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News Release

U.S. Department of the Interior
U.S. Geological Survey

Release: March 20, 2000
Stephen Cox
(253) 428-3600, ext. 2623

Joint U.S.-Canada study finds nitrate exceeds drinking-water standards in Abbotsford-Sumas aquifer; but organic compounds concentrations are within guidelines

Nitrate concentrations exceeding both U.S. and Canadian drinking-water health guidelines have been found in the ground water of the Abbotsford-Sumas aquifer that flows under the international border between the two countries. Concentrations of twenty-three other organic compounds, though, are within drinking-water guidelines. These findings are part of a joint water-quality study just released by the U.S. Geological Survey and Environment Canada.

Previous studies had found nitrate and selected pesticides in the ground water, but until now little was known about the broad spectrum of other chemicals, including other organic compounds, that might be present. The new report is an international effort to present in detail the chemical compounds in ground water moving from British Columbia, Canada, across the international border into northwestern Washington State. It presents the results of ground water sampled for common ions, nutrients, trace elements, pesticides, and volatile organic compounds. In all, the report covers 210 water-quality measurements in water samples from nine wells along the border.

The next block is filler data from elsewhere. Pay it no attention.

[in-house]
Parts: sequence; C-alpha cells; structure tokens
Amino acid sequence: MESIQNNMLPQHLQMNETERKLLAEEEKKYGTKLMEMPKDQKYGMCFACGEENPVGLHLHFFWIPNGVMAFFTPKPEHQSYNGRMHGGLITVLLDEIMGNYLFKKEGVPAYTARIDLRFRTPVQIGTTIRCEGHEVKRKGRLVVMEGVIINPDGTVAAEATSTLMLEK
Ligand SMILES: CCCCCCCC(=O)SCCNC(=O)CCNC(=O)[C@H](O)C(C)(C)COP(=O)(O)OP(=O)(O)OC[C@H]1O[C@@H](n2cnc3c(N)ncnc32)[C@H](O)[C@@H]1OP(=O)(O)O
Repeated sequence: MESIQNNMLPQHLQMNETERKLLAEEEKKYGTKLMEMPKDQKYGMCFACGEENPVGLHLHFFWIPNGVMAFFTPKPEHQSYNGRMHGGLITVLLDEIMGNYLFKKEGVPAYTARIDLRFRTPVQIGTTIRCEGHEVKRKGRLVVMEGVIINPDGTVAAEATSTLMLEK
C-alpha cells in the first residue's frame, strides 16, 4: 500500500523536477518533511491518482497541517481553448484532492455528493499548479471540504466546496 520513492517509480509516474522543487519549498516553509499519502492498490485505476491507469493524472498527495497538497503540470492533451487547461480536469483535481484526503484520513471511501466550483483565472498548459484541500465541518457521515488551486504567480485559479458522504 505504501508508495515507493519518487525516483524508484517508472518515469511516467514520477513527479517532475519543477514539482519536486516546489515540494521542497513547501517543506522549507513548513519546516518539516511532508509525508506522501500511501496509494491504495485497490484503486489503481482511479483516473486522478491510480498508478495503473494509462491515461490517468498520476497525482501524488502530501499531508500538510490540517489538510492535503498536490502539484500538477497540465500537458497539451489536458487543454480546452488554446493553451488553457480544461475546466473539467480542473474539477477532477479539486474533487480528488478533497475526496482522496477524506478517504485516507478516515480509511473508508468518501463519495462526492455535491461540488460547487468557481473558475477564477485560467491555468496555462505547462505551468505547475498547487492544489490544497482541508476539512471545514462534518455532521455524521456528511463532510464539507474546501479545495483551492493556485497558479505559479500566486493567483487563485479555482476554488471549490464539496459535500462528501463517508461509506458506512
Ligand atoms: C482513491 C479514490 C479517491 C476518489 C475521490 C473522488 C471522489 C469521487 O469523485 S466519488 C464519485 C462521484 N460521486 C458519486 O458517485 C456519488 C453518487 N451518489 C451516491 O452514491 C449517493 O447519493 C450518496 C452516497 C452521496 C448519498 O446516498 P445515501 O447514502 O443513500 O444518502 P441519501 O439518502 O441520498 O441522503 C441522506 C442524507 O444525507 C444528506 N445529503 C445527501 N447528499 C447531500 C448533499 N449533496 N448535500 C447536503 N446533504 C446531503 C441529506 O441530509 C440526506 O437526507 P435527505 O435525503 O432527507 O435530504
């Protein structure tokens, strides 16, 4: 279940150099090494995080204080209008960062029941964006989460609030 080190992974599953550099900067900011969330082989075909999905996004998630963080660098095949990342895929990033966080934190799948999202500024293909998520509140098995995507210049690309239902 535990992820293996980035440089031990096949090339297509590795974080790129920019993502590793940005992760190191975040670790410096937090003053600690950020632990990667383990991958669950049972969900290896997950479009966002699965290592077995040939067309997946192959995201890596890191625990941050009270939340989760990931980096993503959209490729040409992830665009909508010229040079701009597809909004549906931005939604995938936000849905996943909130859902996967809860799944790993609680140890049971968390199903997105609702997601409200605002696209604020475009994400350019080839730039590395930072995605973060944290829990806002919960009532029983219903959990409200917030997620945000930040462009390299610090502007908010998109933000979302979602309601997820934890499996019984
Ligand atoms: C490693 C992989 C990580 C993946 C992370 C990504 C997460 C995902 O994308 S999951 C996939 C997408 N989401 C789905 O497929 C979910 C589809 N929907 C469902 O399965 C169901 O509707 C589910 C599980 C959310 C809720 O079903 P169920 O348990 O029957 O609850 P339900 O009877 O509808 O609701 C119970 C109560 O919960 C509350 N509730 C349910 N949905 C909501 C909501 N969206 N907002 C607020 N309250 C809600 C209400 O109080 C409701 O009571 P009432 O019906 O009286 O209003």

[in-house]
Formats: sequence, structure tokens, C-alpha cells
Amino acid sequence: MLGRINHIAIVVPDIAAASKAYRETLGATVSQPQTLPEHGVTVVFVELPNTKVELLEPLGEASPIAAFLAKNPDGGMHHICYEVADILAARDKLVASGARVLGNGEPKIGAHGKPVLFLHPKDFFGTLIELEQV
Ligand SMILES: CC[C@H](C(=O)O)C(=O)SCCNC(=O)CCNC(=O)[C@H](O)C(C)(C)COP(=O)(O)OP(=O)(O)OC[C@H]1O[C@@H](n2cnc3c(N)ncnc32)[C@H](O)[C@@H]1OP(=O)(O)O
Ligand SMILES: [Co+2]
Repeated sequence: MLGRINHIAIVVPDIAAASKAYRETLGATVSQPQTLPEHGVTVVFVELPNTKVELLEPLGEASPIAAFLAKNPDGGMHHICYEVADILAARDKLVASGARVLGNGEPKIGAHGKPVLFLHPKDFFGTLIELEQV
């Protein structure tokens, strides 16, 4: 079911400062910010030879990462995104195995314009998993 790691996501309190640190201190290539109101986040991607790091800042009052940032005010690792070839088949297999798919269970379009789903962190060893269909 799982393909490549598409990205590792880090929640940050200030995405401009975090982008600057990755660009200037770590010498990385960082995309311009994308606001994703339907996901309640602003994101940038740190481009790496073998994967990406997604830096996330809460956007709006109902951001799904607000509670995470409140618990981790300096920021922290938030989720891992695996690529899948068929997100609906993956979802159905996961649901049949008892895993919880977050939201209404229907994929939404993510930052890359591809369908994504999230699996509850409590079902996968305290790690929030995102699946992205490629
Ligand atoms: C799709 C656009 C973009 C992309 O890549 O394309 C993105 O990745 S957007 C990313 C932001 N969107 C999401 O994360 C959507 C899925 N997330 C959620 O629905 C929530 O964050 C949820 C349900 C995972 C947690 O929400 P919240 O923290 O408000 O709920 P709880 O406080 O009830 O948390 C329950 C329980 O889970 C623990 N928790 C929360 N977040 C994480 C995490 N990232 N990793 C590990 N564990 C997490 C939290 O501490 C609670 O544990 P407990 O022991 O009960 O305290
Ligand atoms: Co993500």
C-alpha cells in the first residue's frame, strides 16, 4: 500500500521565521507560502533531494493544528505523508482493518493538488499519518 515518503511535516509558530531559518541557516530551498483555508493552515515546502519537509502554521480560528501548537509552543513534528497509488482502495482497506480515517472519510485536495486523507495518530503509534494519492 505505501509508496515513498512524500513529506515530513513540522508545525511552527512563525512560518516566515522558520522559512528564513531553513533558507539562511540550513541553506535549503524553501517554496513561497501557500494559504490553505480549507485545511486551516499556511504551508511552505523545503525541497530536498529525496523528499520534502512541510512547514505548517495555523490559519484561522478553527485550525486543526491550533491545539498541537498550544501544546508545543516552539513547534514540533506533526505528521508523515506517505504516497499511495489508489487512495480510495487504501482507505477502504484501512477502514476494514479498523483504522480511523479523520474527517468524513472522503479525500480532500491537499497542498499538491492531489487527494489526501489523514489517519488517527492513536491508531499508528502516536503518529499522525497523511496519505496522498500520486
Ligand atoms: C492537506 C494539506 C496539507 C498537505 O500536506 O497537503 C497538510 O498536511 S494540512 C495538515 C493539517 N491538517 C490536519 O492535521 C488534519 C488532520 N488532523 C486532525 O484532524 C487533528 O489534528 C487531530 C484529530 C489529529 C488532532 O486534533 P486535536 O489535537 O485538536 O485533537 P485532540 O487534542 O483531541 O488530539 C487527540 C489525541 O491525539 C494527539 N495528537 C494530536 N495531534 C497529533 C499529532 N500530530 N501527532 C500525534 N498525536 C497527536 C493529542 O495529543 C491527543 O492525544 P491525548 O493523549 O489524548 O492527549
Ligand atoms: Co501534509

In seven of nine wells, nitrate concentrations exceeded the 10 milligrams per liter drinking-water maximum contaminant level of both countries. In one well, the nitrate concentration was 67 milligrams per liter. Organic compound concentrations, ranging from 0.01 to 23 micrograms per liter, were within guidelines.

"This project has allowed hydrologists from both sides of the border to work closely together to get a detailed look at the quality of the ground water in this shared resource," said Stephen Cox, USGS hydrologist and co-author of the report. "Both countries are concerned, and working together gives us all the best chance to improve water quality conditions."

The report, "Ground-Water Quality Data from the Abbotsford-Sumas Aquifer of Southwestern British Columbia and Northwestern Washington State, February 1997," by Stephen E. Cox of the USGS and Hugh Liebscher of Environment Canada, is published as U.S. Geological Survey Open-File Report 99-244. It is available for reading at the U.S. Geological Survey office at 1201 Pacific Avenue, Suite 600, Tacoma, Washington 98402 and at Environment Canada offices at 700-1200 West 73rd Avenue, Vancouver, British Columbia V6P-6H9. It can be purchased from the U.S. Geological Survey, Information Services, Box 25286, Federal Center, Denver, CO 80225-0286, telephone (303) 202-4610.

As the nation's largest water, earth, and biological science and civilian mapping agency, the USGS works in cooperation with more than 2,000 organizations across the country to provide reliable, impartial, scientific information to resource managers, planners, and other customers. This information is gathered in every state by USGS scientists to minimize the loss of life and property from natural disasters, contribute to sound economic and physical development of the nation's natural resources, and enhance the quality of life by monitoring water, biological, energy, and mineral resources.

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